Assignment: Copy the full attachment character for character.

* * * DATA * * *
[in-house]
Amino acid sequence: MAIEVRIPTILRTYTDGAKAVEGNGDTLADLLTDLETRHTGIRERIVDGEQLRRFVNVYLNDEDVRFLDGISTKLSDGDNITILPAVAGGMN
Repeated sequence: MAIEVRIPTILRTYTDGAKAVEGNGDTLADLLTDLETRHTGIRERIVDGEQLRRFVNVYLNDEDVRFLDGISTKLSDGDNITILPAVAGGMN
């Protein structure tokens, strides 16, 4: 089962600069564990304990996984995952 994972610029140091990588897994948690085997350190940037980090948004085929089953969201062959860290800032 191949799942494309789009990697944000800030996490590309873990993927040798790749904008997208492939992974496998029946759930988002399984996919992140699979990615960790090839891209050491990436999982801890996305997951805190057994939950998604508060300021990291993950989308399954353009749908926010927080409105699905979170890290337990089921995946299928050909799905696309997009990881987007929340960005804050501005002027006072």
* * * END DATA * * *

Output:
[in-house]
Amino acid sequence: MAIEVRIPTILRTYTDGAKAVEGNGDTLADLLTDLETRHTGIRERIVDGEQLRRFVNVYLNDEDVRFLDGISTKLSDGDNITILPAVAGGMN
Repeated sequence: MAIEVRIPTILRTYTDGAKAVEGNGDTLADLLTDLETRHTGIRERIVDGEQLRRFVNVYLNDEDVRFLDGISTKLSDGDNITILPAVAGGMN
């Protein structure tokens, strides 16, 4: 089962600069564990304990996984995952 994972610029140091990588897994948690085997350190940037980090948004085929089953969201062959860290800032 191949799942494309789009990697944000800030996490590309873990993927040798790749904008997208492939992974496998029946759930988002399984996919992140699979990615960790090839891209050491990436999982801890996305997951805190057994939950998604508060300021990291993950989308399954353009749908926010927080409105699905979170890290337990089921995946299928050909799905696309997009990881987007929340960005804050501005002027006072």